F. W. Macdonald (essay date 1906)

(Literary Criticism (1400-1800))

SOURCE: Macdonald, F. W. Introduction to The Journal of John Wesley, Volume I, pp. ix-xiii. London: J. M. Dent & Sons Ltd., 1906.

[In the following essay, Macdonald suggests that Wesley's moral and religious motivations for writing be taken into account in the critical discourse concerning his works.]

During Wesley's life, and for some years after his death, his countrymen, speaking generally, did not care to claim him as in any sense a national possession. They were quite content to leave him in the private possession of his followers, excellent people, doubtless, but not very interesting or influential. But time is a great readjuster of perspective. The point of...

(The entire section is 1430 words.)

Thomas Walter Herbert (essay date 1940)

(Literary Criticism (1400-1800))

SOURCE: Herbert, Thomas Walter. “John Wesley as Poet.” In John Wesley as Editor and Author, pp. 46-60. Princeton, N.J.: Princeton University Press, 1940.

[In the following essay, Herbert examines Wesley's transition from the translation of secular works to his adaptations of George Herbert's verse and translations of German hymns, and then to the composition of original devotional works.]

John Wesley very early gave evidence that he shared the strain of poetry which ran in his family. A capable student in every department of study, he was particularly distinguished at the Charterhouse for his excellent translations from the Latin. The source of pleasure thus...

(The entire section is 6593 words.)

Maldwyn Edwards (essay date 1955)

(Literary Criticism (1400-1800))

SOURCE: Edwards, Maldwyn. “The Nature of His Influence.” In John Wesley and the Eighteenth Century: A Study of His Social and Political Influence, pp. 180-91. 1933. Revised. London: Epworth Press, 1955.

[In the following essay, Edwards discusses Wesley's political and economic philosophy in terms of his religious beliefs.]

No century was more contented with its lot than the eighteenth. Critics so widely diverse in position as Blackstone, Paley, Burke, and Goldsmith, united to sound with unqualified praise the glories of the English Constitution. In such a feeling Wesley fully shared. The great note of his political pamphlets was liberty, and this he felt to be...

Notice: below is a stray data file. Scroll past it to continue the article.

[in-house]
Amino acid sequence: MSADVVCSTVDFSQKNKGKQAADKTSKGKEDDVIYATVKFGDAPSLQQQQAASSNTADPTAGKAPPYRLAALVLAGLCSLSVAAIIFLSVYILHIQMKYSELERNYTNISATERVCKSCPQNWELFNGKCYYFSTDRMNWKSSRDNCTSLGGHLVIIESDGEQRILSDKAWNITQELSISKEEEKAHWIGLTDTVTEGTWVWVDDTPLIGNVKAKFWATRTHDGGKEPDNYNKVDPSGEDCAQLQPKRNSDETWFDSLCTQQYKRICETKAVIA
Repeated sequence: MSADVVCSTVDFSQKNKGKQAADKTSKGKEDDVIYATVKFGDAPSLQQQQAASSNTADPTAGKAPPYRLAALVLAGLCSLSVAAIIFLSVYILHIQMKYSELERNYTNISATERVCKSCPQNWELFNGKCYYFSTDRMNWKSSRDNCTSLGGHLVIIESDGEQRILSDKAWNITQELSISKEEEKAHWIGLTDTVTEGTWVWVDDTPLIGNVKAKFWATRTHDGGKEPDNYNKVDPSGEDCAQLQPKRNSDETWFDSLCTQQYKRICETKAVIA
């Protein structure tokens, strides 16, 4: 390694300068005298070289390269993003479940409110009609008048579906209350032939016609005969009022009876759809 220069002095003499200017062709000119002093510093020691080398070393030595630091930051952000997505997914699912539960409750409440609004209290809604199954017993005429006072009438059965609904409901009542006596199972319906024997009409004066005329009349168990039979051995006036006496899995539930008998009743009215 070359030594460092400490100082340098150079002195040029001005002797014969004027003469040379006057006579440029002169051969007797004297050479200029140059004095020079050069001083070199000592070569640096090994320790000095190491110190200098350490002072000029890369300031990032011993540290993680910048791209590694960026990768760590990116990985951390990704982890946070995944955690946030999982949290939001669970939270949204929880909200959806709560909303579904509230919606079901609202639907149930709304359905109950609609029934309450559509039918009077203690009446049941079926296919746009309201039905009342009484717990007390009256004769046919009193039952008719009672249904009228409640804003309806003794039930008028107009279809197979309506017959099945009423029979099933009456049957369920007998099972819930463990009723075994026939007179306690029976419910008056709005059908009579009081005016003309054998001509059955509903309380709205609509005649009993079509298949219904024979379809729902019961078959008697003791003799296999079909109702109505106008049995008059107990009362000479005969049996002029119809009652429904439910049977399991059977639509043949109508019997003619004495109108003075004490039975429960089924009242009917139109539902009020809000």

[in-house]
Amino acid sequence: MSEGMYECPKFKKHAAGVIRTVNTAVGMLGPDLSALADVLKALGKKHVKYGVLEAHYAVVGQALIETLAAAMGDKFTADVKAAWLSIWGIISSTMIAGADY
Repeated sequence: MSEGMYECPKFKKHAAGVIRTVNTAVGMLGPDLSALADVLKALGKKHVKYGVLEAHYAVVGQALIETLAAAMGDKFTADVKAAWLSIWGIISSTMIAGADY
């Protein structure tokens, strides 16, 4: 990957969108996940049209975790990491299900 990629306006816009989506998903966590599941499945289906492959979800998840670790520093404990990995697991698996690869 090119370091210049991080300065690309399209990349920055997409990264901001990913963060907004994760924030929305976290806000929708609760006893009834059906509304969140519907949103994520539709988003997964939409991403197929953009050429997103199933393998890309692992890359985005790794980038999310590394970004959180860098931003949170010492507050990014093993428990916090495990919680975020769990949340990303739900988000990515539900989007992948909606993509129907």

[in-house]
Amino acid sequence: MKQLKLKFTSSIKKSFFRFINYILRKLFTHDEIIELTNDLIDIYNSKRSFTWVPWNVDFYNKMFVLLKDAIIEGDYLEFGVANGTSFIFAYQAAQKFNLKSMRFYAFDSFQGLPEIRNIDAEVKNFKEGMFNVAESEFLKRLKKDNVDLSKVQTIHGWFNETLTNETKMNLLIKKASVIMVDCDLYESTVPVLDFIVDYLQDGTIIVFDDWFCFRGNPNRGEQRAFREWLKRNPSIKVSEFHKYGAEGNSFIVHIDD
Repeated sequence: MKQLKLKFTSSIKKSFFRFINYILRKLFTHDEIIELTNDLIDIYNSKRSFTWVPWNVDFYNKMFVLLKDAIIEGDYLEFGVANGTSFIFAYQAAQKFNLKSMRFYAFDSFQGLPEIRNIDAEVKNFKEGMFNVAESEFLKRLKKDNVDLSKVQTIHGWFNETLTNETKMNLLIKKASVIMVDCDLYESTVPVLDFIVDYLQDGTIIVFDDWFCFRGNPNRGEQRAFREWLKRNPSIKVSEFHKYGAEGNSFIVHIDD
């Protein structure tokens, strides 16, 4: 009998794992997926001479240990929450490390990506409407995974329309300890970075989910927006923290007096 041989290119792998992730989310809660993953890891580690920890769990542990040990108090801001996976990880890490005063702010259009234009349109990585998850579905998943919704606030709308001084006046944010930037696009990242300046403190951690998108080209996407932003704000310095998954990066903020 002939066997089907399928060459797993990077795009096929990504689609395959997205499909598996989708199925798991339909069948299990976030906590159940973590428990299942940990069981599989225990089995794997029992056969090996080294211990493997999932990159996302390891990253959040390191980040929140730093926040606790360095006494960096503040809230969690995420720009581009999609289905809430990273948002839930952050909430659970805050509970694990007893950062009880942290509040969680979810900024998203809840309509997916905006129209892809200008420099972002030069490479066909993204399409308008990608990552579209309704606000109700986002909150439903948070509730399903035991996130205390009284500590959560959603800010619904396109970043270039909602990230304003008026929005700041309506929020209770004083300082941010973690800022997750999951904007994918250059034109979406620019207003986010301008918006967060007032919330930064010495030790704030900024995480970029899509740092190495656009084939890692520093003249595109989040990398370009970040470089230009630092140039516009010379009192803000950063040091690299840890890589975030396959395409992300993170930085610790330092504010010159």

(The entire section is 2895 words.)

Stuart Andrews (essay date 1970)

(Literary Criticism (1400-1800))

SOURCE: Andrews, Stuart. “The Intellectual Climate.” In Methodism and Society, pp. 3-9. London: Longman, 1970.

[In the following essay, Andrews examines Wesley's place as a Methodist religious thinker within the Deist controversy of the Age of Reason.]

The Methodism movement grew up in a climate of irreligion. Montesquieu observed in his Notes sur l'Angleterre that ‘in England there is no religion and the subject, if mentioned in society, excites nothing but laughter’. And it was only two years before John Wesley's Aldersgate Street experience that Joseph Butler, soon to be Bishop of Bristol, penned an even more famous indictment:

...

(The entire section is 2668 words.)

Richard E. Brantley (essay date 1984)

(Literary Criticism (1400-1800))

SOURCE: Brantley, Richard E. “An Orientation.” In Locke, Wesley, and the Method of English Romanticism, pp. 1-26. Gainesville: University of Florida Press, 1984.

[In the following essay, Brantley proposes that John Locke's An Essay concerning Human Understanding was central in forming Wesley's methodology and that Wesley's model of experience was vital to and pervasive in British romanticism.]

Probably when our unified field theory of British Romanticism finally arrives, the materials will be somewhat nearer at hand than either the distant past of Milton or the far future of Joyce. … Thinking about British Romanticism primarily in...

(The entire section is 17981 words.)

Warren Thomas Smith (essay date 1986)

(Literary Criticism (1400-1800))

SOURCE: Smith, Warren Thomas. “Wesley's Thoughts upon Slavery, 1774.” In John Wesley and Slavery, pp. 90-103. Nashville, Tenn.: Abingdon Press, 1986.

[In the following essay, Smith studies Thoughts upon Slavery, examining its structure, publication history, and critical reception, and then describes other anti-slavery works by Wesley.]

John Wesley had a social conscience. In his Preface to List of Poetical Works he insisted:

The gospel of Christ knows of no religion, but social; no holiness but social holiness. “Faith working by love” is the length and breadth and depth and height of Christian...

(The entire section is 4410 words.)

Elisabeth Jay (essay date 1987)

(Literary Criticism (1400-1800))

SOURCE: Jay, Elisabeth. Introduction to The Journal of John Wesley: A Selection, edited by Elisabeth Jay, pp. xi-xxviii. Oxford: Oxford University Press, 1987.

[In the following essay, Jay discusses theJournal as a public document, and closely considers the rigorous self-examination evident in the work.]

In my way to Perth, I read over the first volume of Dr. Robertson's ‘History of Charles the Fifth’. I know not when I have been so disappointed. It might as well be called the History of Alexander the Great. Here is a quarto volume of eight or ten shillings' price, containing dry, verbose dissertations on feudal government, the substance...

(The entire section is 6786 words.)

Richard P. Heitzenrater (essay date 1988)